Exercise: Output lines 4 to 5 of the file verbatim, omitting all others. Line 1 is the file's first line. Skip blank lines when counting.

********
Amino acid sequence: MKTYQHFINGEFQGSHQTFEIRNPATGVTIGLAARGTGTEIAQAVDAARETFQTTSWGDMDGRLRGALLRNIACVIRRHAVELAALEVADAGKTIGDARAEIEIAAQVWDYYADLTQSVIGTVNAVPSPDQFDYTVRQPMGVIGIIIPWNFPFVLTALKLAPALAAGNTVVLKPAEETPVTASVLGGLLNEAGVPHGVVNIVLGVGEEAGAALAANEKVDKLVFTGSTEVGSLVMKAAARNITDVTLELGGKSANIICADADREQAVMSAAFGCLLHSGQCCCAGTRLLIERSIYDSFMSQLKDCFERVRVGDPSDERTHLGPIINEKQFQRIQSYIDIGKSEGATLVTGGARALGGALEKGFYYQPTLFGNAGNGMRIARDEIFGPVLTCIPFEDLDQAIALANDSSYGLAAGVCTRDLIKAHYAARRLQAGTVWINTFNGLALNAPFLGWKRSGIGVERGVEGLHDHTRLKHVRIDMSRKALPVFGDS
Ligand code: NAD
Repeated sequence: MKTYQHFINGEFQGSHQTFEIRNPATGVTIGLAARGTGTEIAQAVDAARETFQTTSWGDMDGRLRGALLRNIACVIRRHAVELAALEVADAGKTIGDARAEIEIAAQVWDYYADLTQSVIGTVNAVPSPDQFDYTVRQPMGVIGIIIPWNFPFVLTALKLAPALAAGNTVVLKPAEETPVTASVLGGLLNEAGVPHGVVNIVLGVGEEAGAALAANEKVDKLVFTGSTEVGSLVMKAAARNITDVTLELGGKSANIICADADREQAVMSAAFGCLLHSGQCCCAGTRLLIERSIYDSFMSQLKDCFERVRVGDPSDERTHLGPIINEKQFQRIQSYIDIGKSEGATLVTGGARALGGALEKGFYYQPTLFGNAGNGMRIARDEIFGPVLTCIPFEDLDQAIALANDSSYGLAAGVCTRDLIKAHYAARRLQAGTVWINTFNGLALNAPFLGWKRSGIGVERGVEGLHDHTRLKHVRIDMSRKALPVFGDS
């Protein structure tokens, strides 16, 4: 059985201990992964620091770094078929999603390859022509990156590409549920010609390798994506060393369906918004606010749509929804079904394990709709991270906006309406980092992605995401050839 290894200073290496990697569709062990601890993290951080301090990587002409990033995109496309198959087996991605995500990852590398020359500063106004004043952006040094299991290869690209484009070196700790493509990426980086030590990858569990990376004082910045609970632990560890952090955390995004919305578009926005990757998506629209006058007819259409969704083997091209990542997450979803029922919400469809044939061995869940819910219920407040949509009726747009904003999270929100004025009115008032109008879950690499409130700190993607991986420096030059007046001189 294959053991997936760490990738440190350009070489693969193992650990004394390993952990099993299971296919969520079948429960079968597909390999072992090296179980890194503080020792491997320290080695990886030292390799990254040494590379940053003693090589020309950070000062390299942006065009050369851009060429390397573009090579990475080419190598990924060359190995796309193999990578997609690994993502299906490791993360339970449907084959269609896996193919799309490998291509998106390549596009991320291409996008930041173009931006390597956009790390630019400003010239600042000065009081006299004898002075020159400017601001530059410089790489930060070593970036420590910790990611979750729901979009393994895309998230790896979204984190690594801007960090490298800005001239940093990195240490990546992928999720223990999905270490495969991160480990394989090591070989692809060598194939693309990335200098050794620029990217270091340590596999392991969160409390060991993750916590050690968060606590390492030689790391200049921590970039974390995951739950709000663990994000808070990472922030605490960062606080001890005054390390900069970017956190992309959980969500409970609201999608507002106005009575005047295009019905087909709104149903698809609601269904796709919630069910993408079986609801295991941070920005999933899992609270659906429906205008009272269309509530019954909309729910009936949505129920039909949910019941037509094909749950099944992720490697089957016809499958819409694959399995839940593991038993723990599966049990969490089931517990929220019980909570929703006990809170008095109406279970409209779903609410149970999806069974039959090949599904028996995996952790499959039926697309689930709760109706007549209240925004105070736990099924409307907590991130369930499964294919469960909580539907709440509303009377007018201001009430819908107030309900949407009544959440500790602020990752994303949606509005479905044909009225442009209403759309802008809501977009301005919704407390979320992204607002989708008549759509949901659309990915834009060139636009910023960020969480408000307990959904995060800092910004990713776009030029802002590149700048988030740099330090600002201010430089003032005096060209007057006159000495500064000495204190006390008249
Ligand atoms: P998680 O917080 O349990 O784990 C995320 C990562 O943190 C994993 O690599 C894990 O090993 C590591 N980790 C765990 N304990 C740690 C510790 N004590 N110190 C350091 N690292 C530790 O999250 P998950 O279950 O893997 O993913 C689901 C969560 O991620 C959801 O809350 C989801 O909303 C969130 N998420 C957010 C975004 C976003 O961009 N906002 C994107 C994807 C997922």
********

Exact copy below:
């Protein structure tokens, strides 16, 4: 059985201990992964620091770094078929999603390859022509990156590409549920010609390798994506060393369906918004606010749509929804079904394990709709991270906006309406980092992605995401050839 290894200073290496990697569709062990601890993290951080301090990587002409990033995109496309198959087996991605995500990852590398020359500063106004004043952006040094299991290869690209484009070196700790493509990426980086030590990858569990990376004082910045609970632990560890952090955390995004919305578009926005990757998506629209006058007819259409969704083997091209990542997450979803029922919400469809044939061995869940819910219920407040949509009726747009904003999270929100004025009115008032109008879950690499409130700190993607991986420096030059007046001189 294959053991997936760490990738440190350009070489693969193992650990004394390993952990099993299971296919969520079948429960079968597909390999072992090296179980890194503080020792491997320290080695990886030292390799990254040494590379940053003693090589020309950070000062390299942006065009050369851009060429390397573009090579990475080419190598990924060359190995796309193999990578997609690994993502299906490791993360339970449907084959269609896996193919799309490998291509998106390549596009991320291409996008930041173009931006390597956009790390630019400003010239600042000065009081006299004898002075020159400017601001530059410089790489930060070593970036420590910790990611979750729901979009393994895309998230790896979204984190690594801007960090490298800005001239940093990195240490990546992928999720223990999905270490495969991160480990394989090591070989692809060598194939693309990335200098050794620029990217270091340590596999392991969160409390060991993750916590050690968060606590390492030689790391200049921590970039974390995951739950709000663990994000808070990472922030605490960062606080001890005054390390900069970017956190992309959980969500409970609201999608507002106005009575005047295009019905087909709104149903698809609601269904796709919630069910993408079986609801295991941070920005999933899992609270659906429906205008009272269309509530019954909309729910009936949505129920039909949910019941037509094909749950099944992720490697089957016809499958819409694959399995839940593991038993723990599966049990969490089931517990929220019980909570929703006990809170008095109406279970409209779903609410149970999806069974039959090949599904028996995996952790499959039926697309689930709760109706007549209240925004105070736990099924409307907590991130369930499964294919469960909580539907709440509303009377007018201001009430819908107030309900949407009544959440500790602020990752994303949606509005479905044909009225442009209403759309802008809501977009301005919704407390979320992204607002989708008549759509949901659309990915834009060139636009910023960020969480408000307990959904995060800092910004990713776009030029802002590149700048988030740099330090600002201010430089003032005096060209007057006159000495500064000495204190006390008249
Ligand atoms: P998680 O917080 O349990 O784990 C995320 C990562 O943190 C994993 O690599 C894990 O090993 C590591 N980790 C765990 N304990 C740690 C510790 N004590 N110190 C350091 N690292 C530790 O999250 P998950 O279950 O893997 O993913 C689901 C969560 O991620 C959801 O809350 C989801 O909303 C969130 N998420 C957010 C975004 C976003 O961009 N906002 C994107 C994807 C997922």